FARGO — When Fargo first learned that Red River flooding this year could break the 2009 record, they decided to prepare for the worst by filling a million sandbags.

But as the forecast improved, sandbagging operations stopped before volunteers filled almost 400,000 bags, and in the end, only 10,000 were used.

So what happened to all of those unused sacks? Most of them are being stored on pallets outside the Fargo Public Safety Center, Solid Waste Utility Director Terry Ludlum said.

“Now we are kind of prepared for that same level for next year,” he said, noting that he couldn’t predict what next year’s flood waters would do.


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The National Weather Service indicated on March 15 there was a 10 percent chance the Red River in Fargo could reach 40.3 feet, just inches below the 2009 record of 40.8 feet. There was a 5 percent chance the record could be surpassed, but the river crested at about 35 feet on April 8. It was the first time the flood walls in Fargo had been tested since they were built.

Mayor Tim Mahoney said he was happy about how many volunteers came out to help fill bags. Whether the city would get enough helpers is always a question when fighting floods, but families, businesses, students and athletes showed up to keep Fargo safe.

"We were very excited about how well people came together," Mahoney said, adding he wanted to thank everyone who volunteered.

Fargo shut down its sandbagging operations a little more than a week before the crest, though volunteer slots were booked for the week leading up to the crest. The official count for Fargo’s sandbagging production was about 391,000, and about 10,000 were used.

The river has steadily stayed below the minor flood stage of 18 feet since 8 a.m. Thursday, May 16, according to the weather service.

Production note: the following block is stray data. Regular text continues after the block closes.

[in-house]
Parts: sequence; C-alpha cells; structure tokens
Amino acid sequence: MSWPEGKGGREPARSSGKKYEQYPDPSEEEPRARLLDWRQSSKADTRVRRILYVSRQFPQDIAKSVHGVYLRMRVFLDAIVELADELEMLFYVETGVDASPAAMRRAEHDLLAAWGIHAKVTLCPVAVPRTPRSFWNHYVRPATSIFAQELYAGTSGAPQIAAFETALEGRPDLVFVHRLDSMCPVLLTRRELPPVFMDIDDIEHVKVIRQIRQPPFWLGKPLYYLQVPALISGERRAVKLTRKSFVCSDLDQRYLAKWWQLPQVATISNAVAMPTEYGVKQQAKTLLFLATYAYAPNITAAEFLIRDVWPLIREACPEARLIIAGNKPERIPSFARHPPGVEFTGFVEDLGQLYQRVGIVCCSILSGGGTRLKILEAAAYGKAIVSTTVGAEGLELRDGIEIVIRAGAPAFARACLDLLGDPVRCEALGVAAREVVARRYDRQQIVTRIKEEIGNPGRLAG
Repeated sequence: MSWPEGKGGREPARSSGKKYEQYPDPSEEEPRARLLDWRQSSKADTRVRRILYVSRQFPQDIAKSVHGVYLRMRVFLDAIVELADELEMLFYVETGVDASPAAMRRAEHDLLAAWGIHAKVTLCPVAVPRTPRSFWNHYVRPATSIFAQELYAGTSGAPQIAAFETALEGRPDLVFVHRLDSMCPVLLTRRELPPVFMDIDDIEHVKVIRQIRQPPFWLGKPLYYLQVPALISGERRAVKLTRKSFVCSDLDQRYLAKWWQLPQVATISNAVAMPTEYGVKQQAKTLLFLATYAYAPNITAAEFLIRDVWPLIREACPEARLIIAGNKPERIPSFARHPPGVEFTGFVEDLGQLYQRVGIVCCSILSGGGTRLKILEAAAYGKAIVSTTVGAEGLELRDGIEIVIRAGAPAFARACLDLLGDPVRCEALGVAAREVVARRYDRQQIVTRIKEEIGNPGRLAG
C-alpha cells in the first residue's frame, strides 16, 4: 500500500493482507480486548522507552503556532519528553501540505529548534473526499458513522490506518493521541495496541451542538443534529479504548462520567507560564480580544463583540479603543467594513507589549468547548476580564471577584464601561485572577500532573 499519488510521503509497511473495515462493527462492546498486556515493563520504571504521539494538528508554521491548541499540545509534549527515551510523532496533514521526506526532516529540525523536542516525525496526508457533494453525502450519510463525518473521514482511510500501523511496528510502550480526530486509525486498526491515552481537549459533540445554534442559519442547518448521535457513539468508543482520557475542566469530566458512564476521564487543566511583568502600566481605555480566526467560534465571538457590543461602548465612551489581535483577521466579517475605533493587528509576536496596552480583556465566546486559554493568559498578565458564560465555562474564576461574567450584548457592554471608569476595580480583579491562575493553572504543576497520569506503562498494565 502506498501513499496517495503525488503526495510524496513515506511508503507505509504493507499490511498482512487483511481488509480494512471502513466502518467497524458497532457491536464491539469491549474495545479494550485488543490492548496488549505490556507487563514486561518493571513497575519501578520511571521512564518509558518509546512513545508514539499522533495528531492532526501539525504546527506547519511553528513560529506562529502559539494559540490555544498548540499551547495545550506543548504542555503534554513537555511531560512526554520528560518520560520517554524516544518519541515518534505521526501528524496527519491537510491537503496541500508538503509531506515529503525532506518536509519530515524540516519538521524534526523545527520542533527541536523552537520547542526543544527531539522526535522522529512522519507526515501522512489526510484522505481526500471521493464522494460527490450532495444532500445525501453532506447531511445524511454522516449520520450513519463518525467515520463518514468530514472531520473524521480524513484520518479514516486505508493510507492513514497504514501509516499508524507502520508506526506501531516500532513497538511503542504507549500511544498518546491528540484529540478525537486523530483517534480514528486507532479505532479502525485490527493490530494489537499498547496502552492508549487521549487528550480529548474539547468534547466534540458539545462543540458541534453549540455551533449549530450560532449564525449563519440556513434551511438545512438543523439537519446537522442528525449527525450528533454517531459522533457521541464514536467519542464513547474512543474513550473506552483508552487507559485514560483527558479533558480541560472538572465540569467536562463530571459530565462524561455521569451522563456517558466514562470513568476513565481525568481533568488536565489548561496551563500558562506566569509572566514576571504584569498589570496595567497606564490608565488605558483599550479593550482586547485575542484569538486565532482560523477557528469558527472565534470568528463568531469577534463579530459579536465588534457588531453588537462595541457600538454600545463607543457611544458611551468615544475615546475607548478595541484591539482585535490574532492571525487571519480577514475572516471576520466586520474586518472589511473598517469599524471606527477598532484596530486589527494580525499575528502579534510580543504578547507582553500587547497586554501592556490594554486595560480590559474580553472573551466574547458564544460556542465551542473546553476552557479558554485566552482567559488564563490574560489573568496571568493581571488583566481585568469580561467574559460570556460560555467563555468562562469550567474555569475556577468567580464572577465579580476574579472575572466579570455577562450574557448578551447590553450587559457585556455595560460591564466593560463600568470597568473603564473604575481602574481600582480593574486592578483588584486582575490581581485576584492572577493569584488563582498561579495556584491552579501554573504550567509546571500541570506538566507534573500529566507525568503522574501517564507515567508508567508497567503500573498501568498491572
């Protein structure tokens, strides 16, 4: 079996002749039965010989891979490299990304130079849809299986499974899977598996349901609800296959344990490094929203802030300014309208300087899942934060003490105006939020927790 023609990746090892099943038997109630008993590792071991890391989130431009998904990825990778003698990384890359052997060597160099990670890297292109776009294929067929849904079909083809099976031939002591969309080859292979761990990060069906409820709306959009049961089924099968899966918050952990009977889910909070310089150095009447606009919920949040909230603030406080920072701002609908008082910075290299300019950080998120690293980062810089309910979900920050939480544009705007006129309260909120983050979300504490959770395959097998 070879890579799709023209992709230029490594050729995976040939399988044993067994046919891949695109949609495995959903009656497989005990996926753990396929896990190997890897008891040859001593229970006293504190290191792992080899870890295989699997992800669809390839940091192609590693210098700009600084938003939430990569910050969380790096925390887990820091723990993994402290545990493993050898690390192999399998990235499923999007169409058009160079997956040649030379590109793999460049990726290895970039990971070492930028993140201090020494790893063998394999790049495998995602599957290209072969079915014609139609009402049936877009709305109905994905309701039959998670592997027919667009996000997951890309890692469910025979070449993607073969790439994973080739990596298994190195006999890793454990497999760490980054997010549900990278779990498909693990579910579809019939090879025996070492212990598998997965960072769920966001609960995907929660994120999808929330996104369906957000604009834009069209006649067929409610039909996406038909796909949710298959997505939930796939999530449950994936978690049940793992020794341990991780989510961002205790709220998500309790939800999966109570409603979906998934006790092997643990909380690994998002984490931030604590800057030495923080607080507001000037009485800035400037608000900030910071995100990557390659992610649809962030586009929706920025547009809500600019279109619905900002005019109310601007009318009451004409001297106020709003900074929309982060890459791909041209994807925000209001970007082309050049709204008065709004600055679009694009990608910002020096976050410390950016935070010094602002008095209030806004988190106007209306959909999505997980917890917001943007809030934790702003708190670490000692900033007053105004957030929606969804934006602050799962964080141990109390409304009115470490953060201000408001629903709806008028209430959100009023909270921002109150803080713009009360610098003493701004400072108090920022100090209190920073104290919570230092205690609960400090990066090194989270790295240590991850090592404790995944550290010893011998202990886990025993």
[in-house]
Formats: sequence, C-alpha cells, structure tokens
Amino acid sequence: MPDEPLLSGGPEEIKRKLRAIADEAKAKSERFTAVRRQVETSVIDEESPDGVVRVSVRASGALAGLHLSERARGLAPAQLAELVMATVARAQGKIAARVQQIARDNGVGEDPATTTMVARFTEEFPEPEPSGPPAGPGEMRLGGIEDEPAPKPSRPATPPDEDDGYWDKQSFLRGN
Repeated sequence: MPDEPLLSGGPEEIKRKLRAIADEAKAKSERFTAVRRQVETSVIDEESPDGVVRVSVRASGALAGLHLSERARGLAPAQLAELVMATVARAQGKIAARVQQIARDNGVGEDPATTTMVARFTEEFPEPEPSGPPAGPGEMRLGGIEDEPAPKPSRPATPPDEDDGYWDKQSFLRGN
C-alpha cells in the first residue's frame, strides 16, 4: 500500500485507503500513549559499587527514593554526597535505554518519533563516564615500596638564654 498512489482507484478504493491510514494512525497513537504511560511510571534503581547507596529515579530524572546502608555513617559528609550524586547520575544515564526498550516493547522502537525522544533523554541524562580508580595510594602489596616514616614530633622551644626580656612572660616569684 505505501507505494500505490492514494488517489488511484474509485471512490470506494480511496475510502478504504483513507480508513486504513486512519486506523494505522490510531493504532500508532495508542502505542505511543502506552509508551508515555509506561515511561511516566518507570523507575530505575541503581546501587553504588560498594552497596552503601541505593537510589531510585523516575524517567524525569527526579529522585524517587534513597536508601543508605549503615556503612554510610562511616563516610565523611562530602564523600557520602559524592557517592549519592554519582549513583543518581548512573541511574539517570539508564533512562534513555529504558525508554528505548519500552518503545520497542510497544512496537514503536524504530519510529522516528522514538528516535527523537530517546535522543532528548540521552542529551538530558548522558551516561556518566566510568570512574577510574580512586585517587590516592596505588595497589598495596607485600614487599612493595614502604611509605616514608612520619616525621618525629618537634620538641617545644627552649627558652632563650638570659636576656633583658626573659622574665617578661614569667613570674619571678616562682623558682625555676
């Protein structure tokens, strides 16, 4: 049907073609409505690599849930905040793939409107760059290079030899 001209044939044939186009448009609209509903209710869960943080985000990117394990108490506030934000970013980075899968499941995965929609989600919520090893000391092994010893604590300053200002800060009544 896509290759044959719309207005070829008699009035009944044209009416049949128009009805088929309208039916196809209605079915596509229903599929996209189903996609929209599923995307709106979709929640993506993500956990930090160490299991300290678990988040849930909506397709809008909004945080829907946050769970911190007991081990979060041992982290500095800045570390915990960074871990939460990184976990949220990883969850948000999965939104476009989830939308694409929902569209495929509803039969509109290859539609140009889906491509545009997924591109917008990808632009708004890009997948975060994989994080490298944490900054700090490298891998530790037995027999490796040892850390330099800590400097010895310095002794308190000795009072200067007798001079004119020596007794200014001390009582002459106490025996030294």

This will be the third time Fargo has tried to store sandbags outside after the bags weren’t used in the flood fight, Ludlum said. Previously, the city tried to store the bags inside, but the humidity made it difficult to take care of the building.

“We usually see pretty good results for probably a year or so,” Ludlum said of storing the bags outside, adding he expects only a small percentage will be lost.

The stored sandbags will be covered to protect them from the elements, he said. Sandbags that were used in the flood or expire in the future will be used to stabilize landfill liners to protect the ground from garbage seepage.

Moorhead also didn’t need to use most of its bags for the flood fight. Volunteers filled about 55,000 sacks but only deployed 1,000. About 35,000 will be stored for future use, while the rest will be disposed of or reclaimed for ice control, Moorhead Public Works Director Steve Moore said.

Cass County produced about 100,000 sandbags and provided an additional 40,000 empty bags for residents to fill, County Engineer Jason Benson said.

“We still have about 20,000, and right now … they’re inside of one of our storage facilities,” he said, adding they can last two to three years if stored inside.

Other than basement flooding and being stranded for several days in their homes, Benson said he didn’t hear of major flood loss to homes.

“The cleanup for some people was more challenging than others,” he said.

Crews have been sent out to pick up bags from rural residents. The bags will be shredded, but the sand can be reused for other purposes, he said.